This statement looks back to the hard, bitter words of the Pharisees in verse 25 (???). Maybe they thought that they were ‘just voicing an opinion’, but Jesus stops them and says, ‘Hey, words have an impact, words have meaning, and for that reason, God will hold you accountable for your words.’

It reminds me of the proverb (18:21), ‘Life and death are in the power of the tongue, and those who love it will eat its fruit’. We probably know the first half of that proverb well, but what about the second half. Not only do our words have the power to kill or heal, but we ourselves will also die or live as consequence for our words. What you say will either poison you or nourish you.

 

What you say carries consequences. That’s why my parents were so much on my case about how what I said growing up. I remember being so upset after feeling verbally attacked by a teacher one day at school and telling my Dad about it. Instead of getting riled up with me against this terrible injustice, he tested me again and again, ‘Is that really what your teacher said? No, what did they say?’ My Dad, wisely, wasn’t going to go to battle against the school for my perceived offenses; but he would eagerly go to battle for me against actual offenses. My Mom, on the other side, frequently cautioned us: ‘If you don’t have anything kind to say, don’t say anything at all’ (Eph. 4:29).

I grew up learning to be very careful with my words, and I’m so glad I did, because words have an impact. Think about the impact of your words on your testimony; both before men and before God.

 

TESTIMONY BEFORE MEN

The way you talk in your workplace or your classroom impacts your testimony towards your colleagues or classmates. Those in your workplace will rejoice and despair at your use of filthy, irreverent, unholy language. When you talk badly of other Churches, when you complain about the country, when you gossip about the boss, your colleagues will rejoice because your unholiness proves their sin acceptable in their eyes – ‘Hey, I thought this person really believed what they were saying about God, but look at how they live.’ And they will also despair, even subconsciously, because your rightness is (or was) their hope. But not anymore.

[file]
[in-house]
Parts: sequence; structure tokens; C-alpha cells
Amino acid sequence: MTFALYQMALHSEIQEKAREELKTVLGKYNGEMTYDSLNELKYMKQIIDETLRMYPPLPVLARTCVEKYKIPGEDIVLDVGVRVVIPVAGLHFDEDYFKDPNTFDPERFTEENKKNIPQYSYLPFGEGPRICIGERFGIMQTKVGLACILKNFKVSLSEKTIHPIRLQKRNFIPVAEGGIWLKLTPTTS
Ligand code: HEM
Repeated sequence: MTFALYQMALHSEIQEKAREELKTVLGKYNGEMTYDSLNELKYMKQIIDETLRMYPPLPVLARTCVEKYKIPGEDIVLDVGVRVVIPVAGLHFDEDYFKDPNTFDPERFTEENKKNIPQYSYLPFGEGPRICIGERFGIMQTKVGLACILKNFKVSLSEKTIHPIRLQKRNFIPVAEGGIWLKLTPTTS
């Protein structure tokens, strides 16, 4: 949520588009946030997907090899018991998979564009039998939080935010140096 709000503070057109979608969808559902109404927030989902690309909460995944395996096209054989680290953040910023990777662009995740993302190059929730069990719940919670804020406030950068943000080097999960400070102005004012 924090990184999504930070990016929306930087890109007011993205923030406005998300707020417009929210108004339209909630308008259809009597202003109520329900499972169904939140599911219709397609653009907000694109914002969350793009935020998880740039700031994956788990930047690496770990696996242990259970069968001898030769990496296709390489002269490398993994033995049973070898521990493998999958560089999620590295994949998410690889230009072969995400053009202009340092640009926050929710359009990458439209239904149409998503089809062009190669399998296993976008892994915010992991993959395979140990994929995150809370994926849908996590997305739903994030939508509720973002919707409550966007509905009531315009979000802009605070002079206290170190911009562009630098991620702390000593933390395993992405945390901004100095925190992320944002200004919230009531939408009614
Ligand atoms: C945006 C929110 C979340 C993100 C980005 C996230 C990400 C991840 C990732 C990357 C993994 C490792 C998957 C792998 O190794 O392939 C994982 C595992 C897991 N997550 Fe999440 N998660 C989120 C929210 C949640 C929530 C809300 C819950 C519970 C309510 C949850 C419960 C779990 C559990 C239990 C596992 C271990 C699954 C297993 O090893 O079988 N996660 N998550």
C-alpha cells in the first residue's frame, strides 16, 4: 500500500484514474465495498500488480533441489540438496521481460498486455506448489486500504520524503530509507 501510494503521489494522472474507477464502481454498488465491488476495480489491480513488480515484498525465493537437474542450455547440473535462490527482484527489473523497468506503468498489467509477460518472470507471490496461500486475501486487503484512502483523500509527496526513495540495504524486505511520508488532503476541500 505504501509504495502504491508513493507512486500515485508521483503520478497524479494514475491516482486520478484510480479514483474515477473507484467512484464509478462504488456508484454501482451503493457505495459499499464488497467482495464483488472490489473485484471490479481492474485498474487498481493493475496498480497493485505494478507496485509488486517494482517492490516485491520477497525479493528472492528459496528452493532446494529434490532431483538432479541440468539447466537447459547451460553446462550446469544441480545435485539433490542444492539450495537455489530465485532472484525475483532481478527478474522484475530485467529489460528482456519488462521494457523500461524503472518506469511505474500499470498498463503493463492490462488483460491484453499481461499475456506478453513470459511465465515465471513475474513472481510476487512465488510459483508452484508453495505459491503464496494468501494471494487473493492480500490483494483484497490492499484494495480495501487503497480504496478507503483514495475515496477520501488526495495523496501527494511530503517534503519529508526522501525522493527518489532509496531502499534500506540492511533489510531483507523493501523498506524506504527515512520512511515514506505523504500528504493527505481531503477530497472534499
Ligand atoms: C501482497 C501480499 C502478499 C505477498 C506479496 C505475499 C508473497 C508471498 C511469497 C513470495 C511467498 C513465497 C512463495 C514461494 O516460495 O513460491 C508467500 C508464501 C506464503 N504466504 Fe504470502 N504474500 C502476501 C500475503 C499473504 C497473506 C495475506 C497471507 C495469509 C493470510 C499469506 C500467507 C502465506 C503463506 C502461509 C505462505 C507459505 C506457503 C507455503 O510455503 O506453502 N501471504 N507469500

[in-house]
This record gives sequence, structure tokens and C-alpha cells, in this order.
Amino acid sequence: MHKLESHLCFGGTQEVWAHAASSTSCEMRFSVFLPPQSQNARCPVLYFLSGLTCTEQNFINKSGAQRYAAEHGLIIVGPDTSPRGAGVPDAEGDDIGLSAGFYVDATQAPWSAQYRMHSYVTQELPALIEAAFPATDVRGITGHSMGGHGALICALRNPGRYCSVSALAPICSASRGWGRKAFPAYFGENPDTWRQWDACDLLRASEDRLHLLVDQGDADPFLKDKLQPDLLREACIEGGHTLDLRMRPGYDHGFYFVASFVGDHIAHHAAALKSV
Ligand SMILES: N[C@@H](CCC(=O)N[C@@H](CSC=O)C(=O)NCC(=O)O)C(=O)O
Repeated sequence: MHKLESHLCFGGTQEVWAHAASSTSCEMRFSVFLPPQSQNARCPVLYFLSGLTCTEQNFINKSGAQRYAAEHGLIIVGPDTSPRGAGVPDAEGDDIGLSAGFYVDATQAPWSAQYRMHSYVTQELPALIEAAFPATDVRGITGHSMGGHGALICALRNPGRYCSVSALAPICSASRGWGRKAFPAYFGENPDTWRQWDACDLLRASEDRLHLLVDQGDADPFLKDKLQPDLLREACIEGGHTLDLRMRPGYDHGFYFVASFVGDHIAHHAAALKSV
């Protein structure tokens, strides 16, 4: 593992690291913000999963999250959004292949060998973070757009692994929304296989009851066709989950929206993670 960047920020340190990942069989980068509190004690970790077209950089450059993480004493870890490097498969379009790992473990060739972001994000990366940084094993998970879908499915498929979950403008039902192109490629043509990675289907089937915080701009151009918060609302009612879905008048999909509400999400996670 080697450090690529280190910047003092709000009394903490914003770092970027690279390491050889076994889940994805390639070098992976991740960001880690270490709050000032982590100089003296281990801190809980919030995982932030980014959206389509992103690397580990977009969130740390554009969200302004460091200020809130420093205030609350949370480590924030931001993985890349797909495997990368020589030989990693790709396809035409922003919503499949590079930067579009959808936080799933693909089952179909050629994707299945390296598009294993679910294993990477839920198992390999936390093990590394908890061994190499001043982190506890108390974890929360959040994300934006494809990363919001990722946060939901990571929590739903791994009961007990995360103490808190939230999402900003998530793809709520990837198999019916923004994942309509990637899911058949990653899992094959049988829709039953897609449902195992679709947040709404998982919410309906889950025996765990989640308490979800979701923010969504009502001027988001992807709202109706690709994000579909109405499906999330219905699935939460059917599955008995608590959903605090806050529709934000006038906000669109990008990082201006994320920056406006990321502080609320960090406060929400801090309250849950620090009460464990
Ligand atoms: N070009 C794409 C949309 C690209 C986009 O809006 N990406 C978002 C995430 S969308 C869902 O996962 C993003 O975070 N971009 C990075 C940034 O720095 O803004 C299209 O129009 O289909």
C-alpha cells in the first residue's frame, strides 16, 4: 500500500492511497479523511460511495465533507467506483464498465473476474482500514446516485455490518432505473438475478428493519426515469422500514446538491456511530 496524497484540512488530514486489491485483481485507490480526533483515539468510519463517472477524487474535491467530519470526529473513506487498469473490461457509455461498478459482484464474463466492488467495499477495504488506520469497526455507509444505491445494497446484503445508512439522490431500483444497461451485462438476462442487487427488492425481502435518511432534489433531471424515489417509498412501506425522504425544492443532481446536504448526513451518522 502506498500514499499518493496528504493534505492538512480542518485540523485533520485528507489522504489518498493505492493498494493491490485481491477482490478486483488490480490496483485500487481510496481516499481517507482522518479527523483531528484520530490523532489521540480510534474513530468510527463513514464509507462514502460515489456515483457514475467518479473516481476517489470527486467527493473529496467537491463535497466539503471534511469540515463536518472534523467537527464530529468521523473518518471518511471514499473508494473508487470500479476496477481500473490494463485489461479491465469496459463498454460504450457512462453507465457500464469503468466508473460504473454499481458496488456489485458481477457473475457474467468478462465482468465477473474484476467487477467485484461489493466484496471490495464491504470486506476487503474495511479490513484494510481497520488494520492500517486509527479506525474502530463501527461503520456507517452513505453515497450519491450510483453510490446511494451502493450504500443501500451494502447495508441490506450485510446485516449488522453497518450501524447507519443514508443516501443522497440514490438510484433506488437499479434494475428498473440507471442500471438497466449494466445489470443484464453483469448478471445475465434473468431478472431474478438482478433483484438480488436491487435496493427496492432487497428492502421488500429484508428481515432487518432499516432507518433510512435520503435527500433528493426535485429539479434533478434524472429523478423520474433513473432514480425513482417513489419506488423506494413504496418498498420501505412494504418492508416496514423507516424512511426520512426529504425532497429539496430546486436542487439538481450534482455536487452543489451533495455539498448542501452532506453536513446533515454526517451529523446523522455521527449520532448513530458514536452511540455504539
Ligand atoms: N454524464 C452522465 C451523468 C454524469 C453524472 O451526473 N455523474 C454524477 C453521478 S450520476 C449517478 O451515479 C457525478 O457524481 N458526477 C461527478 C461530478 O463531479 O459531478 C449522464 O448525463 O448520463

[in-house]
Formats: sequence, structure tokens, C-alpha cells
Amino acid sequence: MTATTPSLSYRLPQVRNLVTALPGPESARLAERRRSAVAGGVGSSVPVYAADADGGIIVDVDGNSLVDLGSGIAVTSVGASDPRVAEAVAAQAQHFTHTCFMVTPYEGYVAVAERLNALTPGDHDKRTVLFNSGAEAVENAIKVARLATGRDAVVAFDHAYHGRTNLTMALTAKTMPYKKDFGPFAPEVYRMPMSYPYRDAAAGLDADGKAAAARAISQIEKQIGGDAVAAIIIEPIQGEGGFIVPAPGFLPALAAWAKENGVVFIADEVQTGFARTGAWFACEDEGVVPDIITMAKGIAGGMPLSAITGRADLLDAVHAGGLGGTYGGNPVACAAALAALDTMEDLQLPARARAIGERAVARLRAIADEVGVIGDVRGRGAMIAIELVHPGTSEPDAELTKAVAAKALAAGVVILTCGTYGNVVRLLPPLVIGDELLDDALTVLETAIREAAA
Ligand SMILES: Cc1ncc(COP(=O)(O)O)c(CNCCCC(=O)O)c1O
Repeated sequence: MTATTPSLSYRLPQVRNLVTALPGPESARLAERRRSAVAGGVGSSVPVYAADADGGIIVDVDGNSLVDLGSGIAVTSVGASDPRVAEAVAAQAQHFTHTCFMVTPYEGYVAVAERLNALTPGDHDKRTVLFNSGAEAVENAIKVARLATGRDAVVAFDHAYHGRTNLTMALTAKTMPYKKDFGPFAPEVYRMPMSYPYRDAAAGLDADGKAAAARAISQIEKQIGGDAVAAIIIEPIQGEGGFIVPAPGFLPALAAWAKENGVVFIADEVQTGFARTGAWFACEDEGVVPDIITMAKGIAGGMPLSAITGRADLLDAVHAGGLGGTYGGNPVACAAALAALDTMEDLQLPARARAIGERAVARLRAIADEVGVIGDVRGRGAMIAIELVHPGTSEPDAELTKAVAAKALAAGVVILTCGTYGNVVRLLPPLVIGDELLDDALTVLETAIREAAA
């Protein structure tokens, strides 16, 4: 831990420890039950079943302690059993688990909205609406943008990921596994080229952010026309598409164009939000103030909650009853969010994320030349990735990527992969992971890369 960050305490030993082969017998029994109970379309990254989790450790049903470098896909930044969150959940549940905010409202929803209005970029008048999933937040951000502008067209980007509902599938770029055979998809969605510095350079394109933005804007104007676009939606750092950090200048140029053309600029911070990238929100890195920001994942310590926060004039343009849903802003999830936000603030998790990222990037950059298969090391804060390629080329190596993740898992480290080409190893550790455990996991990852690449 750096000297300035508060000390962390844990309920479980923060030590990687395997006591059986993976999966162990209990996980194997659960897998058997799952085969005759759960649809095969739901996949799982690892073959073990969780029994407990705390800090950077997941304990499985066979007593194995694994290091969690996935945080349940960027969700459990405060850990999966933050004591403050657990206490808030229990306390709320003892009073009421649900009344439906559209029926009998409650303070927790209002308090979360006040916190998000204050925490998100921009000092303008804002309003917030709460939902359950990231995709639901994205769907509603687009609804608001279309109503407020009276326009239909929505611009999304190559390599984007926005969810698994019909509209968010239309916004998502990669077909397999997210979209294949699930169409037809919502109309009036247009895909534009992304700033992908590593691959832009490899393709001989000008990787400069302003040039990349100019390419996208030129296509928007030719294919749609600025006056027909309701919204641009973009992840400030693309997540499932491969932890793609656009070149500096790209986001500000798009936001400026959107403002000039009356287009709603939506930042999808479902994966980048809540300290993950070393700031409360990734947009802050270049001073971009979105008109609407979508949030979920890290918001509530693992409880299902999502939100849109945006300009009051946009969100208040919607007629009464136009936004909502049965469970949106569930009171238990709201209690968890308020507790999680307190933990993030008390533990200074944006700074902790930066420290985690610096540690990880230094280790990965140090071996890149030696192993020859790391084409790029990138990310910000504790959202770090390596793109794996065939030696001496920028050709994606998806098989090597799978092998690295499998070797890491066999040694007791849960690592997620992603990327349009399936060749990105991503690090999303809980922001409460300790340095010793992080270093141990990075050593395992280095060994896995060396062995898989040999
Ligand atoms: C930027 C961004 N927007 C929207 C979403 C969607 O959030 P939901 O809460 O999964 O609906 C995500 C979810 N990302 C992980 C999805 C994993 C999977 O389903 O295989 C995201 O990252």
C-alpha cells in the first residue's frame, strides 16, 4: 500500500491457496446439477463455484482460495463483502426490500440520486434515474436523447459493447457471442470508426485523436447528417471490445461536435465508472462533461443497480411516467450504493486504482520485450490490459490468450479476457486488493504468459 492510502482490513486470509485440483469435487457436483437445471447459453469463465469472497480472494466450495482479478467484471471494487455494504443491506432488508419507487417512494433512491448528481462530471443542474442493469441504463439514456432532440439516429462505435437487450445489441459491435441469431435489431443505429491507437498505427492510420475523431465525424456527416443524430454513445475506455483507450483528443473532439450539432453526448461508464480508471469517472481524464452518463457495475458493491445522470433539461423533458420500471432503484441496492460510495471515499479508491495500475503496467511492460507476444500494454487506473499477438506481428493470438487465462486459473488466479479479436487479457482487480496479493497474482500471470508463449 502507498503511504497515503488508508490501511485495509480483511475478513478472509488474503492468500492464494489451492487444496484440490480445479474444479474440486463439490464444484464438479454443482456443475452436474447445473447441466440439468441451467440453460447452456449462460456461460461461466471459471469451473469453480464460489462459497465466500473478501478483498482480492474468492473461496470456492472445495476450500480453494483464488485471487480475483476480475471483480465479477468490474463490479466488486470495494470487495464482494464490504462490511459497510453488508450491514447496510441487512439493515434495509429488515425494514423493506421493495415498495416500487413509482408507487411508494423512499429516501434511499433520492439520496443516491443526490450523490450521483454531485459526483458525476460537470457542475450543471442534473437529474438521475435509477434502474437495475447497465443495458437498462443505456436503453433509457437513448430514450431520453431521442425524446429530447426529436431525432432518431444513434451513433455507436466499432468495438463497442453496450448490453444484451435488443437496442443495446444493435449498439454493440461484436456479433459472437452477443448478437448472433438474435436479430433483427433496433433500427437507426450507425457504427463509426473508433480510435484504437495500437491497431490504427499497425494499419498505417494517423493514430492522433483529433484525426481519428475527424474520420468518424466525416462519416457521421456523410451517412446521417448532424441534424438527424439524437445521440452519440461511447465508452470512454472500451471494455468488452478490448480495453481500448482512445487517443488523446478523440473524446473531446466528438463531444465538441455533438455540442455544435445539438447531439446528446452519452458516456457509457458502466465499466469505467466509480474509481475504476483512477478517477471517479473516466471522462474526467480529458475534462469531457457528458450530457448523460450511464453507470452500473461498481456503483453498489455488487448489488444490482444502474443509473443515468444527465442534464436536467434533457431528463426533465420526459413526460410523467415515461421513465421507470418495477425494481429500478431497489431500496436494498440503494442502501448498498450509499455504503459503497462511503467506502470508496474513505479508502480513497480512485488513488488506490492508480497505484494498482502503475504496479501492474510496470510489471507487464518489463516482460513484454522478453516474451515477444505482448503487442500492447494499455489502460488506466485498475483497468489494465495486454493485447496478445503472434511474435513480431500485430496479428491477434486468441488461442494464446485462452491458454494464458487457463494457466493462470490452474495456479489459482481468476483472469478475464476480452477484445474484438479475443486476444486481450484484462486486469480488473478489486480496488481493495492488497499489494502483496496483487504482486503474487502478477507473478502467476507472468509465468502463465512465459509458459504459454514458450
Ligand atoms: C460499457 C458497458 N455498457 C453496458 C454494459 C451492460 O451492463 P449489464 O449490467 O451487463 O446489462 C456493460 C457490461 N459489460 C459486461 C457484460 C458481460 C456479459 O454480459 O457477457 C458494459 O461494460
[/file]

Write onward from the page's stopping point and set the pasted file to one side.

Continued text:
I remember in school, before I became a follower of Christ, I learnt that I could be popular by the words I said. I loved to shock my friends, who believed I was a Christian, by swearing or criticising or gossiping. They would smile in gleeful shock when I did that, so happy that I was no different from them. It made them feel unafraid of being like me and still being ‘safe’ with God.

 

Your words you say can weaken the impact of God’s grace in the lives of those around you, or even stop the power of God’s gospel from impacting others’ lives.

 

TESTIMONY BEFORE GOD

And think about the impact of your words in your testimony before God. One day you and I will stand before God’s throne and have to give an account not just of the way we lived, but also for the way we spoke. We might say, ‘God, I went to Church,’ and God can say, ‘But you argued with your wife the whole way there,’ ‘God, I paid my tithes,’ ‘Yes, but you complained about every sermon to every person but the preacher,’ ‘God, I prayed every morning on my way to work,’ ‘Yes, but you cursed every aggressive driver on the way home from work.’

 

These Pharisees had many, many good actions to point to in order to ‘show God’ that they were righteous, many, many good actions – far more than you or I have. But Jesus declared that their words proved that their actions were godless, and therefore worthless. May your words not prove your actions worthless!

 

And that’s why Jesus concludes: By your WORDS you will either be acquitted, or condemned.

Here’s the rub, though: No matter how careful we have been with our words in our lifetime, there is more than enough evidence to condemn us to hell forever. If you’ve lived 40 years and spoken enough to fill 3,000 books, you don’t need 2,999 books of wicked words to be condemned; you just need one wrong word. That’s what James (2:10) says: For whoever keeps the whole law and yet stumbles at just one point is guilty of breaking all of it.

 

If this is the end of the matter, then we are all hopeless, condemned sinners. And if you’re like me, you tend to focus on the negative of Jesus’ last statement here: By your words you will be condemned…